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Cal Poly Pomona's Science Educational Enhancement Services (SEES) received the award for the top 2009 “Example of Excelencia” at the baccalaureate level for its work increasing the retention and graduation rates of Latino students pursuing degrees in the sciences and mathematics, Excelencia in Education recently announced.
Examples of Excelencia is a national initiative that identifies and recognizes programs that are proven to accelerate Latino student success at the associate, baccalaureate and graduate levels and shares this information with educators and policymakers. Winning programs receive $5,000 and are profiled in a publication released by Excelencia in Education.
SEES provides opportunities for academic support, career networking and community outreach through advising, mentoring, academic excellence workshops, and study and computer facilities. Students who start as freshmen in SEES have a retention rate 15 percent higher than underrepresented students not in SEES and a similarly improved graduation rate. Since 1992, SEES has graduated more than 500 students.
“The underlying philosophy of our program is summed in the 3 C's — content, communication, and community — all of which SEES students learn and experience through our mentoring, academic excellence workshops and research apprentice programs,” says Barbara Burke, SEES director and chemistry professor at Cal Poly Pomona. “The SEES program provides a mode for the success of students traditionally underrepresented in science, technology, engineering and math fields. I'm proud to be a part of SEES, especially in my role of providing additional advising, mentoring, and helping students identify opportunities to develop themselves not only as professionals but also as leaders in the community when they graduate.”
More than 65 percent of students served by SEES are Latino. From 2006 to 2007, less than two percent of bachelor's degrees earned by Latinos were in math and statistics or physical sciences.
“Colleges have a responsibility to help Latino students succeed,” said Sarita Brown, president of Excelencia in Education, a nonprofit that promotes policies and practices that support higher educational achievement for Latino students. “California State Polytechnic University's Science Educational Enhancement Services is a program that we hope other colleges and universities around the country will be looking to as a model to adapt and replicate on their own campuses.”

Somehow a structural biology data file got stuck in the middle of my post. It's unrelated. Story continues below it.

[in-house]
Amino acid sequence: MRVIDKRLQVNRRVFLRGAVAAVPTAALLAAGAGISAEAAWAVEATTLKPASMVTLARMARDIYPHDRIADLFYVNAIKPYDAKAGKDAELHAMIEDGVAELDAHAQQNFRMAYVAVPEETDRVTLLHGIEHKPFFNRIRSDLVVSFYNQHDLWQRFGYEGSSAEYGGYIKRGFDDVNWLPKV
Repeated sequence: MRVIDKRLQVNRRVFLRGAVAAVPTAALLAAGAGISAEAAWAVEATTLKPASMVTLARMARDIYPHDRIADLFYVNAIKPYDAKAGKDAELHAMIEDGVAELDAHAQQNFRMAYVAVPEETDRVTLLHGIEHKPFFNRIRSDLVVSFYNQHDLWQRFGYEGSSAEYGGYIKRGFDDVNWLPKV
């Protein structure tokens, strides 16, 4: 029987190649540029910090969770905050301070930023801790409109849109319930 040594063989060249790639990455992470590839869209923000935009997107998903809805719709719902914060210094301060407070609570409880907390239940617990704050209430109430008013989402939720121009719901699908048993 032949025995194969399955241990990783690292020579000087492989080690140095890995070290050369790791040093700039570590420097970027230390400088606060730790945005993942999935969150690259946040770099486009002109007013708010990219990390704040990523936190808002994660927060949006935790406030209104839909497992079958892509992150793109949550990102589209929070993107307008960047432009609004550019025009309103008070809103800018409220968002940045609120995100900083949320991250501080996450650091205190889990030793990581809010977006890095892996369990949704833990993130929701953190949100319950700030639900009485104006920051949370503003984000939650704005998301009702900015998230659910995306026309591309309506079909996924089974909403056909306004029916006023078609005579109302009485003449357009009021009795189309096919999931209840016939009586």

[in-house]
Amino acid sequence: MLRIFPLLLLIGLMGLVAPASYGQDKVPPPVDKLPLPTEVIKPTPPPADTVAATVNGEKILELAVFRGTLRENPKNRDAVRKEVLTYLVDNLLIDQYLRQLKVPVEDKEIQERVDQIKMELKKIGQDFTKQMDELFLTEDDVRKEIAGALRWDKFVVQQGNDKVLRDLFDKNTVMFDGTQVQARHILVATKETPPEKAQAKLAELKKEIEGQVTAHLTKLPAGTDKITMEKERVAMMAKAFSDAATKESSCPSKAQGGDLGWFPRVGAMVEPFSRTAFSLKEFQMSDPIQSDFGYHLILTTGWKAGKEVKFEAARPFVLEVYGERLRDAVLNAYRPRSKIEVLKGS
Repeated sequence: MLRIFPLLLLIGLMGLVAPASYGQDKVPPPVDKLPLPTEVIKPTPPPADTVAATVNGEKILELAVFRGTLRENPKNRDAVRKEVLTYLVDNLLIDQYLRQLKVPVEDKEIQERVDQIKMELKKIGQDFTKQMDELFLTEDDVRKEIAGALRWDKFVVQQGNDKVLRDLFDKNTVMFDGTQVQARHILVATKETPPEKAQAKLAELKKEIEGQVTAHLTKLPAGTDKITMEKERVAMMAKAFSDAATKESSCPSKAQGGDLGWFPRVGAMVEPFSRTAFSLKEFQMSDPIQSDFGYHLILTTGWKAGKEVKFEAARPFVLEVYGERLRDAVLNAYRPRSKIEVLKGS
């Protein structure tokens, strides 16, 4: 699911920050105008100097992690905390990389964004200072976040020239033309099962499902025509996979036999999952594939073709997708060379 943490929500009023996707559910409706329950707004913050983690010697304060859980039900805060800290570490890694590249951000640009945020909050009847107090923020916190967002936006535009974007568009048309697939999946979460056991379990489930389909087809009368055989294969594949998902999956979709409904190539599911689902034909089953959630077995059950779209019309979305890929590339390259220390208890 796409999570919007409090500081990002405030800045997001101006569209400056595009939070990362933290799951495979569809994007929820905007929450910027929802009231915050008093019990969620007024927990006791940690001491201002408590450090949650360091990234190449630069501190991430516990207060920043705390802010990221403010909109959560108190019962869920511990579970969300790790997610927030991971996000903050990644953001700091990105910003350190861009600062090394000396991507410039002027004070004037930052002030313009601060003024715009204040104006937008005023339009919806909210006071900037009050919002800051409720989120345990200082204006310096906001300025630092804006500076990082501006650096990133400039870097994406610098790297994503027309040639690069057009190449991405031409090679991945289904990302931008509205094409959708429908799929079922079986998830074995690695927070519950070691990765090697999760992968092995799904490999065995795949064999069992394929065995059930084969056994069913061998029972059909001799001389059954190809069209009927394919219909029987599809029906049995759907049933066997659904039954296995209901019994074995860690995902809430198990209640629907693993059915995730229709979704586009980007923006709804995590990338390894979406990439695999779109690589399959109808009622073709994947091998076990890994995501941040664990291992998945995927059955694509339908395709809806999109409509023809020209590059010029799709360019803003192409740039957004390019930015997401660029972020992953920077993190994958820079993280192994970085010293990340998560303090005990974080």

The selection committee considered the following factors in choosing award winners: (1) a record of achievement in graduating Latino students, (2) the magnitude of the need for the program services, (3) the rationale for implementing the program to address the identified need, (4) the application and execution of the program, and (5) the qualitative or quantitative evidence of the impact of the program.
According to the US Census Bureau, Latino young adults are less likely to earn an associate's degree or higher than other young adults. In 2008, 8 percent of Latinos 18 to 24 years had earned a degree, compared with to 14 percent of all young adults. Latino adults 25 or older were less likely to have earned an associate's degree or higher than other adults. The data shows that 19 percent of Latinos earn a degree, compared with to 29 percent of blacks, 39 percent of whites and 59 percent of Asians. Meanwhile, census projections estimate that Latinos will constitute 22 percent of the nation's college-age population by 2020.
In conjunction with the awards, Excelencia in Education released “What Works for Latino Students in Higher Education: 2009 Examples of Excelencia Compendium,” a publication that serves as a resource summarizing the activities and results of the 2009 Examples of Excelencia programs and strategies that may be adapted for use at other institutions.
The Examples of Excelencia compendium may be found on Excelencia in Education's website at www.edexcelencia.org/.